What Schools Can Do to Deal with Restraining Orders - A Checklist for School Officials
Created December, 2006
This Checklist is designed to help school departments, administrators, and staff deal with restraining orders issued to protect a student or the student’s parent so as to keep them and their non-abusive parent safe on school grounds and in school buildings, rooms, and offices. The Checklist contains a number of practical things that schools can do to let the community and their students know the school cares about making sure all children have a safe place to learn. The practical suggestions in this Checklist are based on laws enacted to protect survivors of domestic violence from further abuse.
Send a form letter to all parents
Describe how the school is committed to helping traumatized children learn, that domestic violence can traumatize children.
Say that where there is a restraining order protecting the child or parent, the school invites the protected parent or parent of the protected child to bring a copy of the order and a photo of the parent subject to the order to the school principal and to meet with the principal.
Say what “directory information” contains and that it can be released without a parent’s consent unless the parent notifies the school not to release the information without his or her consent.
Collaborate with parents who have restraining orders and help them meet the safety needs of themselves and their children
Meet with a parent who has a restraining order and review each of the terms of the order with the parent so that the meaning of each term is mutually understood.
Place a copy of the order in the student’s school record.
Provide copies of the order to key school personnel who may have contact with the abusive parent.
Note the expiration date of the order.
Have a conversation with the parent about whether she has any particular safety-related requirements for methods of communication between school personnel and her.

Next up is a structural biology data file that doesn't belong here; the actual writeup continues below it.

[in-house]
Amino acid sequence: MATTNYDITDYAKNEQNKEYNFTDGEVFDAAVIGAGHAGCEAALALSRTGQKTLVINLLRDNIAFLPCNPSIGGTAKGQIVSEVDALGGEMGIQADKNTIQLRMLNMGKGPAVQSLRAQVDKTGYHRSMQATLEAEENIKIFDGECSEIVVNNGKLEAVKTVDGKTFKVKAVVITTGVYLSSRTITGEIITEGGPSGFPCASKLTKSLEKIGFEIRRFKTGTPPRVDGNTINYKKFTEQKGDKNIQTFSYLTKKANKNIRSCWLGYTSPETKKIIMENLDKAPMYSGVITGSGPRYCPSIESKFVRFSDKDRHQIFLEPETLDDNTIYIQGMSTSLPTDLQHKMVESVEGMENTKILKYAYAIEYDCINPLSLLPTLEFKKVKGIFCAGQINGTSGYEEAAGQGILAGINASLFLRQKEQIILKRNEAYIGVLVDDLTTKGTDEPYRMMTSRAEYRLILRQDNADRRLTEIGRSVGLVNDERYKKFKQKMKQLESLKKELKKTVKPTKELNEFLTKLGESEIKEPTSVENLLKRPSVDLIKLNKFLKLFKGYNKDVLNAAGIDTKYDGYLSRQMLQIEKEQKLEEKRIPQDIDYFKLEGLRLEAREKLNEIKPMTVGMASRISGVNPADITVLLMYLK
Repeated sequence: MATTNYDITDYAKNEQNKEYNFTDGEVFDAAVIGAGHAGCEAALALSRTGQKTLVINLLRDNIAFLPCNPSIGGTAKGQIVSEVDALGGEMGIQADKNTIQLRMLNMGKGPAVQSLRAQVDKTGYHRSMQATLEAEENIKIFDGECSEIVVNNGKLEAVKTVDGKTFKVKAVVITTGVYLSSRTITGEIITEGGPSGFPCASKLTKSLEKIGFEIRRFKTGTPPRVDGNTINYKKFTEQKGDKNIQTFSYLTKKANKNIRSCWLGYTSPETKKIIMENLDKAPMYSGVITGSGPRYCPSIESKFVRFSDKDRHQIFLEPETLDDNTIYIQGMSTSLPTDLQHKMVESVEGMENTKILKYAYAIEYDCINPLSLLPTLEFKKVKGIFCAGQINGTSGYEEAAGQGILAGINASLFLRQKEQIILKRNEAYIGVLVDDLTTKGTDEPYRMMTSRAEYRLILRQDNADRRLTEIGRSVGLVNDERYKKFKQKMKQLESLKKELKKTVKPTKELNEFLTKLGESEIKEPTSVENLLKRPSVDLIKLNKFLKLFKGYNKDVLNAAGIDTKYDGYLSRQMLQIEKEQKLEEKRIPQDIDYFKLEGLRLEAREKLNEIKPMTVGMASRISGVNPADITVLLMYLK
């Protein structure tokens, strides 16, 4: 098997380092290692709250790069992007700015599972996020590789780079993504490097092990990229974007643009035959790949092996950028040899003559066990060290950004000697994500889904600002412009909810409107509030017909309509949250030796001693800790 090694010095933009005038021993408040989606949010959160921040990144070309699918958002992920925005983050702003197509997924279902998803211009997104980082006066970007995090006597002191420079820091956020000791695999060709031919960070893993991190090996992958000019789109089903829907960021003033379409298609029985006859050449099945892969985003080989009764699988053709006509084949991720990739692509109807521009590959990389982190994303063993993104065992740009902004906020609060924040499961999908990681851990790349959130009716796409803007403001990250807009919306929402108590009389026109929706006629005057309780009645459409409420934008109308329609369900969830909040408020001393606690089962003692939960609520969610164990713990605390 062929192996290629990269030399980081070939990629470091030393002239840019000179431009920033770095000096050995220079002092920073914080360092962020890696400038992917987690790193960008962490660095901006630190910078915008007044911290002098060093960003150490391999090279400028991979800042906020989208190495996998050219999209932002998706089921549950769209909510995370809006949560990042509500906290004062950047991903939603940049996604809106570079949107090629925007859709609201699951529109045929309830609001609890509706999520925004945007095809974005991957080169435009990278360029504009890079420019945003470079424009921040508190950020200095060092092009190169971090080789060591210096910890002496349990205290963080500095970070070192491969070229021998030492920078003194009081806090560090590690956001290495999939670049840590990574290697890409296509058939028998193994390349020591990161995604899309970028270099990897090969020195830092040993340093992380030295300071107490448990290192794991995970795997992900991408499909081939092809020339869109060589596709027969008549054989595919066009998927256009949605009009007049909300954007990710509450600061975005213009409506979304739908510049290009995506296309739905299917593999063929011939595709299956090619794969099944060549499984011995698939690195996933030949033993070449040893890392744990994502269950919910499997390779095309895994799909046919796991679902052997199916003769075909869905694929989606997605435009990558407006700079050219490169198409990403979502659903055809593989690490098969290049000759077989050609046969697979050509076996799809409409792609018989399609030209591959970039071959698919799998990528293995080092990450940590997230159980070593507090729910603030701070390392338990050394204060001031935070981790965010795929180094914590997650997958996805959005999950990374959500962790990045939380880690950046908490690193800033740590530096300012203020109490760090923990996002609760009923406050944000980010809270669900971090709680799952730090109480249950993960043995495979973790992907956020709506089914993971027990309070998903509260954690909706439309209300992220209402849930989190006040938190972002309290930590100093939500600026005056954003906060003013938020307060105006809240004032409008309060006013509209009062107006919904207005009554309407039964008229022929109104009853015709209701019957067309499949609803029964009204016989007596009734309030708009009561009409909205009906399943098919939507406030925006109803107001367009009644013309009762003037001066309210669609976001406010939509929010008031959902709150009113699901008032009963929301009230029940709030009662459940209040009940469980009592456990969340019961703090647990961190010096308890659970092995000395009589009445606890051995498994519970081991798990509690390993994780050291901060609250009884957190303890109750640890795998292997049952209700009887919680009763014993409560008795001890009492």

Have a conversation with the parent about her plans concerning extending the order when it is set to expire.
Have a conversation with the parent about how, within the terms of the order, the school can best support the order being obeyed.
Discuss with the parent whether and how school personnel should communicate with her about violations of the order.
Discuss and implement a secure means for communicating the information developed in these conversations to key school personnel.
Make school personnel who have regular or frequent contact with the parent or child available to the parent, at the parent’s request, to discuss the terms of the restraining order and the parent’s and child’s safety needs.
Develop and implement a policy whereby key school personnel inform the principal
if a student or the student’s parent has a restraining order.
if they are contacted by the abusive parent
if they observe the abusive parent in or near the school
Develop and implement a policy whereby, at the parent’s request, a dated note is placed in the student’s record indicating that the parent wishes to be informed if the abusive parent contacts the school or comes into or near the school.
Review the school “directory information” with the parent, inform the parent that the “directory information” can be released without her prior consent, offer her the opportunity to request that the information not be released without her prior consent, and honor requests not to release “directory information.”
Honor a parent’s request not to release directory information.
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